“When I’m on stage, I’m trying to do one thing: bring people joy. Just like church does. People don’t go to church to find trouble, they go there to lose it.”
– James Brown
“Our whole thing was based on James Brown. We listened to Live at the Apollo endlessly on acid. We would listen to that in the van in the early days of 8-tracks on the way to the gigs to get us up for the gig. If you played in a band in Detroit in the days before The MC5, everybody did ‘Please, Please, Please’ and ‘I Go Crazy.’ These were standards. We modeled The MC5’s performance on those records. Everything we did was on a gut level about sweat and energy. It was anti-refinement. That’s what we were consciously going for.”
– Wayne Cramer, MC5
|Recorded||October 24, 1962|
|Length||31:31 (Original LP), 40:47 (CD reissue)|
|Label||King, Solid Smoke, Polydor|
|Producer||James Brown (original), Harry Weinger (Polydor reissues)|
One of the best live albums in music history, James Brown – Live at the Apollo was recorded on this day 50 years ago.
My favourite moment: The whole horn infused “Think” that borrows heavily from jazz legend Charlie Parker in the way Brown scats over the band with the crowd participating enthusiastically. Not remotely like the studioversions and terribly good!
Before the release of the seminal and hugely influential ‘Live At The Apollo’ in 1962, James Brown was something of an unknown quantity outside of the R&B charts of the US south. Staying on the pop charts for 14 months, and peaking at #2, it’s a demonstration of Brown’s self-belief that he (himself!) had financed and released the recording when his label saw no sense in releasing a live album that featured no new material. Brown went on to record several more albums at the Apollo over the course of his career, including 1968’s Live at the Apollo, Vol. II (King), 1971’s Revolution of the Mind: Recorded Live at the Apollo, Vol. III(Polydor) and Live at the Apollo 1995 (Scotti Bros.).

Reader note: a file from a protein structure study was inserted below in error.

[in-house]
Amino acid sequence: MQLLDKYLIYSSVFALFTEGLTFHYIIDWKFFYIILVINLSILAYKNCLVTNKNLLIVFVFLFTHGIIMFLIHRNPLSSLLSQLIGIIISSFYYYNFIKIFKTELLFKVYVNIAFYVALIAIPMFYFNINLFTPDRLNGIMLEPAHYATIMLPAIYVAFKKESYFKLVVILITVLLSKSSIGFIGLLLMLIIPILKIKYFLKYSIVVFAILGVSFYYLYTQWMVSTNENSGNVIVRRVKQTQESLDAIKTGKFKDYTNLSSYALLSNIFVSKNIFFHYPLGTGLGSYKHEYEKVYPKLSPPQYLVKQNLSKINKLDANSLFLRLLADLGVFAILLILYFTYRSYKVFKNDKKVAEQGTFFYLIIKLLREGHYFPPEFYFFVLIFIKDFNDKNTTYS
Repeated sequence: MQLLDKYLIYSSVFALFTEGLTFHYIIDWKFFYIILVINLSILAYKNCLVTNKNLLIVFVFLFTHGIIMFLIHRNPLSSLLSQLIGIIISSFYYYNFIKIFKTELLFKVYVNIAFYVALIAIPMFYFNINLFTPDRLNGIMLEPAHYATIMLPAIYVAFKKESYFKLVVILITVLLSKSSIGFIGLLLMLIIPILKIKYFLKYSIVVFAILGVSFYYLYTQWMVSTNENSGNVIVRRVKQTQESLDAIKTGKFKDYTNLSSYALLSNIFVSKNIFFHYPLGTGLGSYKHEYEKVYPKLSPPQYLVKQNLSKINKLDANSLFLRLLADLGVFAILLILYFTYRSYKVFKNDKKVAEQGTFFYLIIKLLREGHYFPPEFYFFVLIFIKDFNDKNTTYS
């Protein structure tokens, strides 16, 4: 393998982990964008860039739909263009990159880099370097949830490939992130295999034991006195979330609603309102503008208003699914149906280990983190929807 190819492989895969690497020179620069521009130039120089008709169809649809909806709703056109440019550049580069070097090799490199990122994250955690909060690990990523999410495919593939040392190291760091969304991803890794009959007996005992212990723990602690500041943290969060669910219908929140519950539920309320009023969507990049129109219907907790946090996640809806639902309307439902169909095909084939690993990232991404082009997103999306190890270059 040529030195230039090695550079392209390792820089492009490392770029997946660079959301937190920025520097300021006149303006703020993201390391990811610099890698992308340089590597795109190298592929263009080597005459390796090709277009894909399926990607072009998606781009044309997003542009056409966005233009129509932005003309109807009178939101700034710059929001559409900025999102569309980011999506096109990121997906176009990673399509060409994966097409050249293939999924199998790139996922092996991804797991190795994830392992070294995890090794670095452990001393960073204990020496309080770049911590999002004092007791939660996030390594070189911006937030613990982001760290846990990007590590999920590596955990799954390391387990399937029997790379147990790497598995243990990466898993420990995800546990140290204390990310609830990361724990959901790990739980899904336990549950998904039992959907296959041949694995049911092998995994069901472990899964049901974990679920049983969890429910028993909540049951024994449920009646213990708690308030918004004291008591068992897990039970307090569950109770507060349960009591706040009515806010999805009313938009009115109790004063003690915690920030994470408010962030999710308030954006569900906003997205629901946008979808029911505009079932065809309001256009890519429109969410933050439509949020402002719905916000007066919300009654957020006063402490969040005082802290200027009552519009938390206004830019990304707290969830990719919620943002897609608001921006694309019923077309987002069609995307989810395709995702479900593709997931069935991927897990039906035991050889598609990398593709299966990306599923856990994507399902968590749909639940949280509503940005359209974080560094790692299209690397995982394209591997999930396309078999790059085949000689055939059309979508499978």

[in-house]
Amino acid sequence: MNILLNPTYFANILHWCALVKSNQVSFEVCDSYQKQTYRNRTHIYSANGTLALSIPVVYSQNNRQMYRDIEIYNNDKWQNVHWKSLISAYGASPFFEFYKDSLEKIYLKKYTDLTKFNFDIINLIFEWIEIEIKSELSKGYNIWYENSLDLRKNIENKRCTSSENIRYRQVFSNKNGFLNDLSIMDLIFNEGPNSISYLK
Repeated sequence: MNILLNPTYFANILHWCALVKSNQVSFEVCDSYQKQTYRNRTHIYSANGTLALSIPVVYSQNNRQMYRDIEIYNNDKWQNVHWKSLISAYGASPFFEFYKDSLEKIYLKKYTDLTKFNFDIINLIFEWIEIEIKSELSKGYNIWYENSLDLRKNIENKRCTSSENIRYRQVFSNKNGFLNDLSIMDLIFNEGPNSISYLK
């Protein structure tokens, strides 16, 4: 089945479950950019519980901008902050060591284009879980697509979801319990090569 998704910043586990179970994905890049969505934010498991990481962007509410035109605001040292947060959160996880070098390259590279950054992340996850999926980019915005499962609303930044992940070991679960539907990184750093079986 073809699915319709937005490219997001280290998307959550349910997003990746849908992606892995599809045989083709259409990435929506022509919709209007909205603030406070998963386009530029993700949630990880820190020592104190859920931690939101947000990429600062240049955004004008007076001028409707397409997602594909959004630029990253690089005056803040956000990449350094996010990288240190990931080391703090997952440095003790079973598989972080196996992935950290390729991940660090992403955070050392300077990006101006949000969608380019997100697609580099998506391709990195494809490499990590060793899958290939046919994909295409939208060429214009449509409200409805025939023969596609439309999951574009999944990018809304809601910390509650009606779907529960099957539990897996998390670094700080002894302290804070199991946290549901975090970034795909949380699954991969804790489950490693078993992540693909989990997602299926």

“An astonishing record of James and the Flames tearing the roof off the sucker at the mecca of R&B theatres, New York’s Apollo. When King Records owner Syd Nathan refused to fund the recording, thinking it commercial folly, Brown single-mindedly proceeded anyway, paying for it out of his own pocket. He had been out on the road night after night for a while, and he knew that the magic that was part and parcel of a James Brown show was something no record had ever caught.
I don’t mind (audio but with great pictures):
Hit follows hit without a pause — “I’ll Go Crazy,” “Try Me,” “Think,” “Please Please Please,” “I Don’t Mind,” “Night Train,” and more. The affirmative screams and cries of the audience are something you’ve never experienced unless you’ve seen the Brown Revue in a Black theater. If you have, I need not say more; if you haven’t, suffice to say that this should be one of the very first records you ever own.”
Big and deserved praise indeed!
Rolling Stone magazine rated it as 25th best album ever:
“Perhaps the greatest live album ever recorded. From the breathless buildup of the spoken intro through terse, sweat-soaked early hits such as “Try Me” and “Think” into 11 minutes of the raw ballad “Lost Someone,” climaxing with a frenzied nine-song medley and ending with “Night Train,” Live at the Apollo is pure, uncut soul…”
Track 10, the 9 song medley (audio):